Program helps teen parents return to school

AURORA – When Taylour Lombardi realized she was pregnant, the idea of finishing high school seemed difficult.

"I was very scared when I found I was pregnant. I was 16 years old," Lombardi said. "When I was pregnant, school didn't necessarily fit in everything that I had going on."

Lombardi's perspective has changed. Now, she takes her nearly 2-year-old daughter, Sofia, to the Aurora Public Schools Early Beginnings program for help.

"It's free daycare for my daughter," Lombardi said. "Last year, I struggled with daycare this whole area."

APS opened this program on the Jamaica Child Development Campus near 8th Avenue and Jamaica Street in Aurora to provide support to teen parents like Lombardi to give them a chance to return to school.

"To be a teen parent and continue in school and take care of your child and your family takes a lot of courage," Anita Walker, Early Childhood Education Coordinator, said. "By us providing this for them and their family, they're able to do those things that they've been wanting to."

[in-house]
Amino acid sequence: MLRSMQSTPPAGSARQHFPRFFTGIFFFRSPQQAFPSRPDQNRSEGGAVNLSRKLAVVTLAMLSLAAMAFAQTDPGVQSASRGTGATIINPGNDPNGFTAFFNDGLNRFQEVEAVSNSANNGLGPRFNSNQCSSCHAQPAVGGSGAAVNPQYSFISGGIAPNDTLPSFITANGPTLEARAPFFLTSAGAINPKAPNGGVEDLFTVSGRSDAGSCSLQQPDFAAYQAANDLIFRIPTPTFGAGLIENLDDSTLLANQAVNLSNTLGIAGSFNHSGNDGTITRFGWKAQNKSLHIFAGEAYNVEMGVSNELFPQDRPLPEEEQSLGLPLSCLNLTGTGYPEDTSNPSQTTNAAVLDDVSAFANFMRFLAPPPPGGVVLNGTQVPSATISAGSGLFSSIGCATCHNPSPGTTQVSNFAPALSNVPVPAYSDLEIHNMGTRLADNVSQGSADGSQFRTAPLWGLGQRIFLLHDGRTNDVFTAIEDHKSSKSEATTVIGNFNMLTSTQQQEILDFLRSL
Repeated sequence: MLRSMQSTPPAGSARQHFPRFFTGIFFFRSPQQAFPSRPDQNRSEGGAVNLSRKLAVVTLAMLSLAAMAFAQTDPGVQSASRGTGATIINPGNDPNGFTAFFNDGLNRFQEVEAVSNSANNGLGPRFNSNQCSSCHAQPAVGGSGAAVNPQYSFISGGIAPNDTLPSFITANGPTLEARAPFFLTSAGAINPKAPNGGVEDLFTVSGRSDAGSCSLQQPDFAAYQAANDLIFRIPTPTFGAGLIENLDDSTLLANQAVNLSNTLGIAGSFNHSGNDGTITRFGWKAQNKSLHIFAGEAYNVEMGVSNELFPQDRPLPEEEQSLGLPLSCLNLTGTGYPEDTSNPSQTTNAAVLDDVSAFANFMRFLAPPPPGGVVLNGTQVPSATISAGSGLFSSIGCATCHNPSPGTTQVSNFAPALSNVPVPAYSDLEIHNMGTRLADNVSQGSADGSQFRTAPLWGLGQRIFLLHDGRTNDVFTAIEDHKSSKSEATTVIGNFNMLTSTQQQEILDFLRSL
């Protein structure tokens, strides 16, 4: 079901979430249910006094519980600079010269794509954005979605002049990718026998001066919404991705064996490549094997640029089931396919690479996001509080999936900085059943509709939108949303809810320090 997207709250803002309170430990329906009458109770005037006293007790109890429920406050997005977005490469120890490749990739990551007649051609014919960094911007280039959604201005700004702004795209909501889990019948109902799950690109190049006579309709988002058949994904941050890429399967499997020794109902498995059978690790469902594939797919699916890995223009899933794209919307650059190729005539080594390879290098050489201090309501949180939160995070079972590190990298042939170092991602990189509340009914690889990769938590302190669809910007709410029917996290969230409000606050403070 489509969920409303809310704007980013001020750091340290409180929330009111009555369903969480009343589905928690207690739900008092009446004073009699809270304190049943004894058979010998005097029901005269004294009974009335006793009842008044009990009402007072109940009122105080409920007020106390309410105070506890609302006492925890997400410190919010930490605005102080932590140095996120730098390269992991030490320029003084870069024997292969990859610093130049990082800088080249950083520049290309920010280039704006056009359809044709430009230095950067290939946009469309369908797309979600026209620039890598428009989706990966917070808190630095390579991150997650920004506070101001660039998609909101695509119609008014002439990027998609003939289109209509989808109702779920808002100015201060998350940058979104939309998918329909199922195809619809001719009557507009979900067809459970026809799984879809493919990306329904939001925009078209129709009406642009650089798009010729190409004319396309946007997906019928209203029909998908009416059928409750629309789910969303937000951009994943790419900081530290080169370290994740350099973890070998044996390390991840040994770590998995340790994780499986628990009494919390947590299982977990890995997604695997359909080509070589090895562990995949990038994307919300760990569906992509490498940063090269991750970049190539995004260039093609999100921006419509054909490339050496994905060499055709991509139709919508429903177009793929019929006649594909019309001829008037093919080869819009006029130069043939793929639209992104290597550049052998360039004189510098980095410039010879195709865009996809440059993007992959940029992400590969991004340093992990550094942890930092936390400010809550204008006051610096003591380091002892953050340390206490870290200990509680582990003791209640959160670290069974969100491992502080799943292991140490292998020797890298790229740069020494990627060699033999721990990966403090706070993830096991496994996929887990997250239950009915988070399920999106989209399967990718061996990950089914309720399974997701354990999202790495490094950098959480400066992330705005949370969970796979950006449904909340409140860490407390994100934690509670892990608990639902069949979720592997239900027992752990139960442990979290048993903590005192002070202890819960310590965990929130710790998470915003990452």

Lombardi is seeking her GED through the Colorado Youth for Change Futures Program.

"I just want to finish school," Lombardi said. "I want to get a business degree and I don't want to be a bum."

Now, she can concentrate on her studies without having to worry about her daughter for part of the day.

"I can't study and I can't take care of my daughter at the same time," Lombardi said.

Walker says Early Beginnings will eventually be a hub for care services for young families. She hopes to assist parents like Lombardi in matters of finding proper health care and with mental health issues.

"It's because of the mill levy funding that we're able to pay for this program," Walker said.

In 2012, voters approved a property tax increase to generate $15 million for Aurora Public Schools. The district says construction costs of the new building were made possible by donations from the Piton Foundation, Foundation for Educational Excellence, Gates Family Foundation, Temple Hoyne Buell Foundation and Qualistar Colorado.

"I trust where's she's at. I trust who she's with," Lombardi said. "You know, I didn't trust anyone else with her. So, it was definitely a change."

Lombardi wants to change her life, not only for herself, but for Sofia.

"I have a daughter to take care of now and she's definitely helped me mature in a lot of ways," Lombardi said.


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